Self-defense laws in Oklahoma

The time for holiday shopping and family get-together preparations is about to reach its summit. People are rushing to and from their vehicles with hardly a second glance at their surroundings. One distracted moment is all a criminal needs to get into your vehicle to steal your belongings, or worse, make you the victim of an assault or robbery. Situational awareness is key: be mindful of your surroundings, gravitate toward lit areas in parking lots, scan the area for any possible threat, and have a plan in mind for retreat or cover. But what happens when a law-abiding gun owner finds themselves in the sights of a criminal?

During the holiday season, many holiday shoppers are caught unaware by theft, robbery, or burglary of their vehicles. It is critical that you, as a law-abiding gun owner, understand what legal response is allowable and justified for each of these criminal actions before you find yourself in the middle of one of these terrifying incidents.

Understanding When Use of Force is Justified

Especially if you carry a handgun, knowing the law on the justified use of force and deadly force to prevent a crime will help you develop a plan before an incident takes place. Robbery, burglary, and theft are all too common around the holidays. We don’t want you to become a victim, so let’s address each of these.


Let’s imagine that you’re walking out of a store after shopping for presents. It’s late, but the parking lot is still pretty full of last-minute holiday shoppers. You push your cart across the lot while practicing situational awareness. The cart is just loaded with bags of presents you’ve bought for your family and friends. Upon reaching your car, you let go of the cart and begin searching for your keys. Just then, a person appears out of nowhere, grabs a few of the bags from the cart, and starts running away.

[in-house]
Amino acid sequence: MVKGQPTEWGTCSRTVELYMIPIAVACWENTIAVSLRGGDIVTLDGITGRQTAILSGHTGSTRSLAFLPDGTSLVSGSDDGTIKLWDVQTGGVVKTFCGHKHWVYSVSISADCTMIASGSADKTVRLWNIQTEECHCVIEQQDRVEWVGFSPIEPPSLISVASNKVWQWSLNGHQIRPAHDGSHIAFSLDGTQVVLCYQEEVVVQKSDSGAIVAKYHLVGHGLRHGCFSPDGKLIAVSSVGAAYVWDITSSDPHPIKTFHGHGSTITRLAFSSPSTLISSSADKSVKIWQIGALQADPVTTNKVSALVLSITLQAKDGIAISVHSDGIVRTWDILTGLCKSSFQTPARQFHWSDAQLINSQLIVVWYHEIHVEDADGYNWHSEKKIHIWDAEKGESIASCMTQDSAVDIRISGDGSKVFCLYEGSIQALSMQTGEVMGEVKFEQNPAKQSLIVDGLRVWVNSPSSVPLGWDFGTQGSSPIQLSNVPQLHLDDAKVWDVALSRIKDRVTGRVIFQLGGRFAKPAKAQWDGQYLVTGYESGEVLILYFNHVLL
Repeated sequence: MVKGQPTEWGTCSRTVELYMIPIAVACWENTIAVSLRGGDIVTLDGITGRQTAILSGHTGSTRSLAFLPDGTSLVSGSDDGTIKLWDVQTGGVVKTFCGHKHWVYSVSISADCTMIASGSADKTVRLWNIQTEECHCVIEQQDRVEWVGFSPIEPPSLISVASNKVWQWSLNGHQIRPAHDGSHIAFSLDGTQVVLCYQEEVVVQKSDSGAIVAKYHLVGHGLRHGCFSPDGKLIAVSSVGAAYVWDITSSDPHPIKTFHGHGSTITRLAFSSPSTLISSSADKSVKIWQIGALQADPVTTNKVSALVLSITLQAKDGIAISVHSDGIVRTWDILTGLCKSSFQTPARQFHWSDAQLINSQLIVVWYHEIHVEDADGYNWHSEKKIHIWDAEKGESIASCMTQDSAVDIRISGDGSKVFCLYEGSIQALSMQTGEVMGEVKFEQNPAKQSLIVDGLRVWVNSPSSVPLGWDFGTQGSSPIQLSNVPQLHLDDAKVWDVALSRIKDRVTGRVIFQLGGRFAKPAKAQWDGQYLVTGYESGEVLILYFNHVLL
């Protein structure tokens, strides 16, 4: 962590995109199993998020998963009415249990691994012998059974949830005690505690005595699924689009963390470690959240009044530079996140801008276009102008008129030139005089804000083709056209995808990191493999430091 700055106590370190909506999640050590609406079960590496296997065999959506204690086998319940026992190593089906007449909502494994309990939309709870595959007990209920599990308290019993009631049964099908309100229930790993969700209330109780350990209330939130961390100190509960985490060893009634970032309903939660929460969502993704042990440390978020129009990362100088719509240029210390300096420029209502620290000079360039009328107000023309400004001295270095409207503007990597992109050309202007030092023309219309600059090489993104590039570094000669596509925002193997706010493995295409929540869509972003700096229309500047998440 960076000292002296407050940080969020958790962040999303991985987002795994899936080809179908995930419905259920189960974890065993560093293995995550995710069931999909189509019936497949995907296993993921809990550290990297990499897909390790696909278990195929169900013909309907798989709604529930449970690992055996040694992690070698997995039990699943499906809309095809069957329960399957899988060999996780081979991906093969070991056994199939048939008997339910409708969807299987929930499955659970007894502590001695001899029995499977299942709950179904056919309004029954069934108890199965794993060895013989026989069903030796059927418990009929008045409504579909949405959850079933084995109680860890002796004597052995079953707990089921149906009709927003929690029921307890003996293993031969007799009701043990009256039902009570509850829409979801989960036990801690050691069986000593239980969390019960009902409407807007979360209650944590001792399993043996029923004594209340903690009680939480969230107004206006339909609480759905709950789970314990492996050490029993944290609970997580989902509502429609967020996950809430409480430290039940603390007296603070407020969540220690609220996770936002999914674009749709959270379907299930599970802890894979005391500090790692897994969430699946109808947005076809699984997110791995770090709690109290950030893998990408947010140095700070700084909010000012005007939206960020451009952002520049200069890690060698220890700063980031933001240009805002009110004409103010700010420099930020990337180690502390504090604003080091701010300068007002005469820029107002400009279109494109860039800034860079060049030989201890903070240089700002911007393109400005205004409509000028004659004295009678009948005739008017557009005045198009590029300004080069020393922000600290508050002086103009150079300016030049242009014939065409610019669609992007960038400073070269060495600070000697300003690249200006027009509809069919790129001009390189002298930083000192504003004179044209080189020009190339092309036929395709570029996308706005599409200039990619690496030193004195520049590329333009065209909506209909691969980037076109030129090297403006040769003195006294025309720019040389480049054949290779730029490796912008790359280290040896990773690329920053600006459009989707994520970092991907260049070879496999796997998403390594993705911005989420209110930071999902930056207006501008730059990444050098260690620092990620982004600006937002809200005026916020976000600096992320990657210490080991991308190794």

Oklahoma law defines this as theft, formally referred to in the law as “larceny,” which is the taking of personal property accomplished by fraud or stealth, and with intent to deprive another thereof. Okla. Stat. tit. 21 § 1701. Generally, theft alone with no other aggravating factors does not justify the use of deadly force. However, robbery is a forcible felony.


Let’s change our earlier scenario. This time, the parking lot is pretty empty, save for a cluster of cars where you’re parked. As you reach your car and begin searching for your keys, a masked man appears from behind the car. He tells you quietly that you can either let him walk away with the shopping cart, or he’ll kill you. This is defined as “robbery.” Robbery, as opposed to theft, often creates a risk of serious bodily injury or death.

Robbery is a wrongful taking of personal property in the possession of another, from his person or immediate presence, and against his will, accomplished by means of force or fear. Okla. Stat. tit. 21 § 791. Robbery is divided into 1st and 2nd degrees found in section 797: Robbery in the first degree occurs when, in the course of committing the theft, the perpetrator:

  1. Inflicts serious bodily injury upon the person. Example: the robber kicks you, knocks you down and you break your wrist.
  2. Threatens a person with immediate serious bodily injury. Example: the robber grabs you, drags you into an alley and says you are about to die if you don’t give him your wallet.
  3. Intentionally puts a person in fear of immediate serious bodily injury. Example: the robber puts his hands around your throat and says if you scream he will kill you.
  4. Commits or threatens to commit a felony upon the person. Example: the robber twists your arm and threatens to break it off if you don’t let go of your purse.

When accomplished in any other manner, it is robbery in the second degree. Second Degree Robbery is still a forcible felony because the threat or use of violence, no matter how small, against a victim and less than lethal or grievous bodily injury is still a threat of violence.